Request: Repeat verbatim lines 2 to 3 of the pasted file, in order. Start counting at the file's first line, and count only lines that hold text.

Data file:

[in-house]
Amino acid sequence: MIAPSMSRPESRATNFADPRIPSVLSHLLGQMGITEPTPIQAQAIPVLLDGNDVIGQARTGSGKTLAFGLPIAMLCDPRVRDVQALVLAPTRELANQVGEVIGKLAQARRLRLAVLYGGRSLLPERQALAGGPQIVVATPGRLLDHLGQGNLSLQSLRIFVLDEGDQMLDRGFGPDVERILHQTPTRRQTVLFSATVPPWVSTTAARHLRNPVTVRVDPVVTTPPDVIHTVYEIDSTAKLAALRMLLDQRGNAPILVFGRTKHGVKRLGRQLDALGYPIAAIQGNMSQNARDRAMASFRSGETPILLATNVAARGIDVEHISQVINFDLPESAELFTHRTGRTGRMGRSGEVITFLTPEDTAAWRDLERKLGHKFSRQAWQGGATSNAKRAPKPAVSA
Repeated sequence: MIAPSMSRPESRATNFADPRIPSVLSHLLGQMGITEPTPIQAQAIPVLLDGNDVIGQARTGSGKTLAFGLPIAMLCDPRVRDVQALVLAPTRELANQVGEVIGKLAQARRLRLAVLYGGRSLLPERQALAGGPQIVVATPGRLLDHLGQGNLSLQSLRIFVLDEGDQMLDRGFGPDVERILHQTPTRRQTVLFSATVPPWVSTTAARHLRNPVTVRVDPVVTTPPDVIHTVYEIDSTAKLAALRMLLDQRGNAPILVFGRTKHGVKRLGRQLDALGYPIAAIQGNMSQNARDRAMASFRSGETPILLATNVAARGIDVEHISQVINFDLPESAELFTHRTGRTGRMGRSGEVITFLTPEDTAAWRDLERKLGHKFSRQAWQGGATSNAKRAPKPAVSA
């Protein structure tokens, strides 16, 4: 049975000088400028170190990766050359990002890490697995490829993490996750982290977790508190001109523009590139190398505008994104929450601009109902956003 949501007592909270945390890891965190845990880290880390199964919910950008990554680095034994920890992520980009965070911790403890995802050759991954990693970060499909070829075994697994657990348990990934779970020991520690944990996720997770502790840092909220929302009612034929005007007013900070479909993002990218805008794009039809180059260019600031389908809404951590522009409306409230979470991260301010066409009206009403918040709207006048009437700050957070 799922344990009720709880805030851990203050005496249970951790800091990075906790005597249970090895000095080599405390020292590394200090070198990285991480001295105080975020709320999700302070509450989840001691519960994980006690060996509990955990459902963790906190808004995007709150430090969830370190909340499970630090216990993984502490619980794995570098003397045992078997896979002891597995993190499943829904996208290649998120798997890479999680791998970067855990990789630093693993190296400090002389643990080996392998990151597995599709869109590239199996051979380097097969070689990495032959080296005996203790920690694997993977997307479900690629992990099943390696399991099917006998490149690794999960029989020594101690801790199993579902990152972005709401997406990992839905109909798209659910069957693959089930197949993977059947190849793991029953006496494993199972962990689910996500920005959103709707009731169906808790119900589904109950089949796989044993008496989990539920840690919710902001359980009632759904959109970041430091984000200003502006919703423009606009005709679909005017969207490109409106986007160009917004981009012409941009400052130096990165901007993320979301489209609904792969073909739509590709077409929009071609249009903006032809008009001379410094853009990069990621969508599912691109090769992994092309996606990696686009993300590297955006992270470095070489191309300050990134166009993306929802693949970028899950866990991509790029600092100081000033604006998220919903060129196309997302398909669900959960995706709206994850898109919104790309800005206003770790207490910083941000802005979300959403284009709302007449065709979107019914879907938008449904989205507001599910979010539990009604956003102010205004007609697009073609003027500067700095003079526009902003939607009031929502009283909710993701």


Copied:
Amino acid sequence: MIAPSMSRPESRATNFADPRIPSVLSHLLGQMGITEPTPIQAQAIPVLLDGNDVIGQARTGSGKTLAFGLPIAMLCDPRVRDVQALVLAPTRELANQVGEVIGKLAQARRLRLAVLYGGRSLLPERQALAGGPQIVVATPGRLLDHLGQGNLSLQSLRIFVLDEGDQMLDRGFGPDVERILHQTPTRRQTVLFSATVPPWVSTTAARHLRNPVTVRVDPVVTTPPDVIHTVYEIDSTAKLAALRMLLDQRGNAPILVFGRTKHGVKRLGRQLDALGYPIAAIQGNMSQNARDRAMASFRSGETPILLATNVAARGIDVEHISQVINFDLPESAELFTHRTGRTGRMGRSGEVITFLTPEDTAAWRDLERKLGHKFSRQAWQGGATSNAKRAPKPAVSA
Repeated sequence: MIAPSMSRPESRATNFADPRIPSVLSHLLGQMGITEPTPIQAQAIPVLLDGNDVIGQARTGSGKTLAFGLPIAMLCDPRVRDVQALVLAPTRELANQVGEVIGKLAQARRLRLAVLYGGRSLLPERQALAGGPQIVVATPGRLLDHLGQGNLSLQSLRIFVLDEGDQMLDRGFGPDVERILHQTPTRRQTVLFSATVPPWVSTTAARHLRNPVTVRVDPVVTTPPDVIHTVYEIDSTAKLAALRMLLDQRGNAPILVFGRTKHGVKRLGRQLDALGYPIAAIQGNMSQNARDRAMASFRSGETPILLATNVAARGIDVEHISQVINFDLPESAELFTHRTGRTGRMGRSGEVITFLTPEDTAAWRDLERKLGHKFSRQAWQGGATSNAKRAPKPAVSA